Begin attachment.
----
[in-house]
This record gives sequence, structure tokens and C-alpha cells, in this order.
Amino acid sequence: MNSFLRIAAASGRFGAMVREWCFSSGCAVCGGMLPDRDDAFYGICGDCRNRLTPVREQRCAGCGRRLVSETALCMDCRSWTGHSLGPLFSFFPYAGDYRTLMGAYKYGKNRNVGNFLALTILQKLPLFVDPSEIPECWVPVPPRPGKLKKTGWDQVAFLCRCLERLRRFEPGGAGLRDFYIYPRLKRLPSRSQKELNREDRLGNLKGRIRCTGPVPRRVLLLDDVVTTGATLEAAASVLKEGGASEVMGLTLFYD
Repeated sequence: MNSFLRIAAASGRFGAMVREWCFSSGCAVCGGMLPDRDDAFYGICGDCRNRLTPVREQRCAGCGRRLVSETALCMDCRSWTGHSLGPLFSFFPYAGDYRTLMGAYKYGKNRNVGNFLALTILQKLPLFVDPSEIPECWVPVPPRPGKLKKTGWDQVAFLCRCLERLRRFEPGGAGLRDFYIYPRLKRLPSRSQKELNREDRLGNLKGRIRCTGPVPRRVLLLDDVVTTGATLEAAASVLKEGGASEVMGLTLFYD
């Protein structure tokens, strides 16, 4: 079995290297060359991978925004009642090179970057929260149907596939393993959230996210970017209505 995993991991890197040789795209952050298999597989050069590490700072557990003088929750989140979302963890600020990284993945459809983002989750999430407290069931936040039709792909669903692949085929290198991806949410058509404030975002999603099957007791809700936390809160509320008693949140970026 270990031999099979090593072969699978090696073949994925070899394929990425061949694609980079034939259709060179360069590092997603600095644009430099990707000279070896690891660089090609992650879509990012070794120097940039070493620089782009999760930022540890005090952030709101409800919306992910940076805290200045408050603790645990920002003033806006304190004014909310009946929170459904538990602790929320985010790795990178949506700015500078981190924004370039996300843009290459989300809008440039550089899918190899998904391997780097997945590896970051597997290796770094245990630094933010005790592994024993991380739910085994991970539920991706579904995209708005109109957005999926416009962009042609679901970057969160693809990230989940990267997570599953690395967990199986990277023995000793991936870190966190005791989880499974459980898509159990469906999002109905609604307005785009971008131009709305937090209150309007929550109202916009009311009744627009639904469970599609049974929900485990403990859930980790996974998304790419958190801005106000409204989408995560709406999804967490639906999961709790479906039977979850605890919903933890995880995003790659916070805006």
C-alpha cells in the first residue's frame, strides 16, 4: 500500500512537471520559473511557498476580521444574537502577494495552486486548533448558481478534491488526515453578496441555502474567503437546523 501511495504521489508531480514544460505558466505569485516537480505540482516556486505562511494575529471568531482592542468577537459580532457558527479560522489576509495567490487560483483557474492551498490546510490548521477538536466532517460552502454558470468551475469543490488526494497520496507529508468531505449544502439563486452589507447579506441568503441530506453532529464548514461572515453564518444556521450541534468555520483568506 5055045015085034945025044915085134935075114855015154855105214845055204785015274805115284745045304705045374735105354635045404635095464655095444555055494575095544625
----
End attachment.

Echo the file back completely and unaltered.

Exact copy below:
[in-house]
This record gives sequence, structure tokens and C-alpha cells, in this order.
Amino acid sequence: MNSFLRIAAASGRFGAMVREWCFSSGCAVCGGMLPDRDDAFYGICGDCRNRLTPVREQRCAGCGRRLVSETALCMDCRSWTGHSLGPLFSFFPYAGDYRTLMGAYKYGKNRNVGNFLALTILQKLPLFVDPSEIPECWVPVPPRPGKLKKTGWDQVAFLCRCLERLRRFEPGGAGLRDFYIYPRLKRLPSRSQKELNREDRLGNLKGRIRCTGPVPRRVLLLDDVVTTGATLEAAASVLKEGGASEVMGLTLFYD
Repeated sequence: MNSFLRIAAASGRFGAMVREWCFSSGCAVCGGMLPDRDDAFYGICGDCRNRLTPVREQRCAGCGRRLVSETALCMDCRSWTGHSLGPLFSFFPYAGDYRTLMGAYKYGKNRNVGNFLALTILQKLPLFVDPSEIPECWVPVPPRPGKLKKTGWDQVAFLCRCLERLRRFEPGGAGLRDFYIYPRLKRLPSRSQKELNREDRLGNLKGRIRCTGPVPRRVLLLDDVVTTGATLEAAASVLKEGGASEVMGLTLFYD
């Protein structure tokens, strides 16, 4: 079995290297060359991978925004009642090179970057929260149907596939393993959230996210970017209505 995993991991890197040789795209952050298999597989050069590490700072557990003088929750989140979302963890600020990284993945459809983002989750999430407290069931936040039709792909669903692949085929290198991806949410058509404030975002999603099957007791809700936390809160509320008693949140970026 270990031999099979090593072969699978090696073949994925070899394929990425061949694609980079034939259709060179360069590092997603600095644009430099990707000279070896690891660089090609992650879509990012070794120097940039070493620089782009999760930022540890005090952030709101409800919306992910940076805290200045408050603790645990920002003033806006304190004014909310009946929170459904538990602790929320985010790795990178949506700015500078981190924004370039996300843009290459989300809008440039550089899918190899998904391997780097997945590896970051597997290796770094245990630094933010005790592994024993991380739910085994991970539920991706579904995209708005109109957005999926416009962009042609679901970057969160693809990230989940990267997570599953690395967990199986990277023995000793991936870190966190005791989880499974459980898509159990469906999002109905609604307005785009971008131009709305937090209150309007929550109202916009009311009744627009639904469970599609049974929900485990403990859930980790996974998304790419958190801005106000409204989408995560709406999804967490639906999961709790479906039977979850605890919903933890995880995003790659916070805006």
C-alpha cells in the first residue's frame, strides 16, 4: 500500500512537471520559473511557498476580521444574537502577494495552486486548533448558481478534491488526515453578496441555502474567503437546523 501511495504521489508531480514544460505558466505569485516537480505540482516556486505562511494575529471568531482592542468577537459580532457558527479560522489576509495567490487560483483557474492551498490546510490548521477538536466532517460552502454558470468551475469543490488526494497520496507529508468531505449544502439563486452589507447579506441568503441530506453532529464548514461572515453564518444556521450541534468555520483568506 5055045015085034945025044915085134935075114855015154855105214845055204785015274805115284745045304705045374735105354635045404635095464655095444555055494575095544625